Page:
Tag Archives: Humanities

Mythology is Everywhere: 5 Ways to Utilize Myths for Teaching & Learning

Words like alma mater, atlas, labyrinth, lunatic  and narcissistic derive from mythology. References to mythology are apparent in many movies and books from Star Wars to Harry Potter and even Percy Jackson.  The mythic hero is not only a Western or popular culture phenomena. Heroes from the Ancient Near East include Gilgamesh, Hippopotamus from the Middle Kingdom in Ancient Egypt. Classical mythological heroes include Achilles, Apollo, Athena, Hercules, and Prometheus. King Arthur and his Knights are considered heroes of the Middle Ages. Every country and region has their own heroes. In fact, mythological themes are timeless.

Hero in mythology is a person who is endowed with great courage and strength, celebrated for bold exploits, and favored by the gods. A hero is also one noted for feats of courage or nobility of purpose, especially one who has risked or sacrificed his or her life.

What do you think makes a hero, a “hero”? What qualities do we tend to look for in this person? Should heroes be strong, courageous, selfless and charismatic? Could someone still be considered “heroic” without these qualities?  Who are some of your “real life” heroes and how do they stack up against the heroes presented to us by Hollywood and or classic mythology? And what about the Antagonist – can the “bad guy” also be the hero, and if so, why?

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Joseph Campbell’s The Hero’s Journey

The topic of mythology and heroes can be brought into the humanities classroom in different ways that allow students to critically read and reflect on this genre. Here are five different literacy assignments that showcase mythology.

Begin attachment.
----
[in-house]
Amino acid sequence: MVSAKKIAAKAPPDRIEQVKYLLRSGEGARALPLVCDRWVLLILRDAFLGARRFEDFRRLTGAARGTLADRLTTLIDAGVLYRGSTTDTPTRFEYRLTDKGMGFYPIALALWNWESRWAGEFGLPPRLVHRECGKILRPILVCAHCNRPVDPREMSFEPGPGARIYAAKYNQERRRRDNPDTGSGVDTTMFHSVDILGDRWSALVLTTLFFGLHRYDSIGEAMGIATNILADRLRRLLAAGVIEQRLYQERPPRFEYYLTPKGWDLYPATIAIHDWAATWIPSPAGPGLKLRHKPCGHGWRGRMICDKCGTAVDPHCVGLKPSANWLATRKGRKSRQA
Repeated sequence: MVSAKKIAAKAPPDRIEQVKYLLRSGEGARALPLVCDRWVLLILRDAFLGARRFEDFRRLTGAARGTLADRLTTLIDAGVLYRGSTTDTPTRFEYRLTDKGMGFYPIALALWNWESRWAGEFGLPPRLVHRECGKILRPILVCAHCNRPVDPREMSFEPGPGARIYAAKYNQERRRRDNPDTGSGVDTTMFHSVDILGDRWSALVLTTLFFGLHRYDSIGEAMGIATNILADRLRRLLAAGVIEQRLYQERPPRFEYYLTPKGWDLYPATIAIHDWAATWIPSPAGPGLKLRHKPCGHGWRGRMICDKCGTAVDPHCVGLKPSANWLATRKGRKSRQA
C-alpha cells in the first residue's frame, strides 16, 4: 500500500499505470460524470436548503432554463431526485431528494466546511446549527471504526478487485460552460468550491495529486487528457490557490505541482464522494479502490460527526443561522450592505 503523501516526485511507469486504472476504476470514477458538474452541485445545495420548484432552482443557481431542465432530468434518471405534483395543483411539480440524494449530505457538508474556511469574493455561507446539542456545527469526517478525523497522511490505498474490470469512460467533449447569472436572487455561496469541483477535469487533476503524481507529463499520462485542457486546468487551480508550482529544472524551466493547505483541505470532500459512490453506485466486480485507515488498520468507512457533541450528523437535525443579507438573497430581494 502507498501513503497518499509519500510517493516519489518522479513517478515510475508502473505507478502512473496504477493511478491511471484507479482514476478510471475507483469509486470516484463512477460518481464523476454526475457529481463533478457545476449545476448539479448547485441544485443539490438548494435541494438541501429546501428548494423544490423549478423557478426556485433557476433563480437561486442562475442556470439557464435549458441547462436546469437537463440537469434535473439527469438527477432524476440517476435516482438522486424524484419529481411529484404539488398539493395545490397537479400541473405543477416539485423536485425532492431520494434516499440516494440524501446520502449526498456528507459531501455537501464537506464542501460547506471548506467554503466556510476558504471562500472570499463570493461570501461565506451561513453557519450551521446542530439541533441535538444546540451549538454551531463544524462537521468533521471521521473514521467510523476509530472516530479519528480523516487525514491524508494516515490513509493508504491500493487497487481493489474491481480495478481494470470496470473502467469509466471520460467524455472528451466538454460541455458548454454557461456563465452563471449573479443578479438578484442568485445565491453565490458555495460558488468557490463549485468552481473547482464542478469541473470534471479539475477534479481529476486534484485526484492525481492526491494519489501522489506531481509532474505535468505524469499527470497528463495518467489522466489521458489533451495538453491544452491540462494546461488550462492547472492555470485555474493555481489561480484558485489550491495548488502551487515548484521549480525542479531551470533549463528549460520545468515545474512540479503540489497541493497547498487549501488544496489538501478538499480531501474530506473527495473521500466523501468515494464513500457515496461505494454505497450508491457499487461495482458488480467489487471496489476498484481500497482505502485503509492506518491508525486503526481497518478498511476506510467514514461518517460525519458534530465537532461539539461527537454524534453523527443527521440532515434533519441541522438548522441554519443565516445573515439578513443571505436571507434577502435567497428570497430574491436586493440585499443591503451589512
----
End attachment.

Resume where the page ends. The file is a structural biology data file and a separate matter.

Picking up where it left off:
1. Create a Heroic Myth – After reading and examining the hero’s journey across texts, students create their own futuristic hero/heroine whose story addresses a global issue. Students write a short story describing this new hero/heroine. The story should include at least one intervention of the hero/heroine dealing with a major global use he or she was developed to counteract. The hero/heroine can be comprised of the following four components: part human, part animal, part machine, part supernatural. Additionally, students can create a superhero picture depicting the hero in action; fighting against the force the hero was created to fight.
  2. Mythology Collage Box – Students create collages or collage boxes along the lines of Joseph Cornell’s work that includes personal adaptations of mythological subjects. In preparation for their work, students would need to become familiar with Greco-Roman myths and examine how artists throughout history have been inspired by mythology. The collage will represent an event or a character from mythology or can even depict an abstract idea (for example: jealousy, ambition, war, music, love).
  3. Dramatize the Story – Become one of your favorite mythological paintings or sculpture. Speak in its voice, or the voice of one of its characters or objects. What does it feel like to be that person or object? Speak in first person and describe the experience, feelings, and character.
  4. Critical Analysis of Mythology Represented in Art – Students examine paintings, sculpture, poetry, and art that represents mythology. Ask students to think, discuss, and write about why has the artist chosen to paint this part of the myth? How is color used in the painting? What symbols or allegory are presented in the art work? How has mythology been appropriated and inflected with new meaning?
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Antoine Watteau (1684-1721) Ceres c. 1715

5. Deconstructing Mythology in Popular Films – With movies like Thor, Pan’s Labyrinth, and Wonder Woman, mythology is alive in popular films today. Have students view the films and categorize the mythology references in each or one of the movies. Students can present an analysis how the film pulls from different mythological sources and evaluate the accuracy of the mythological references.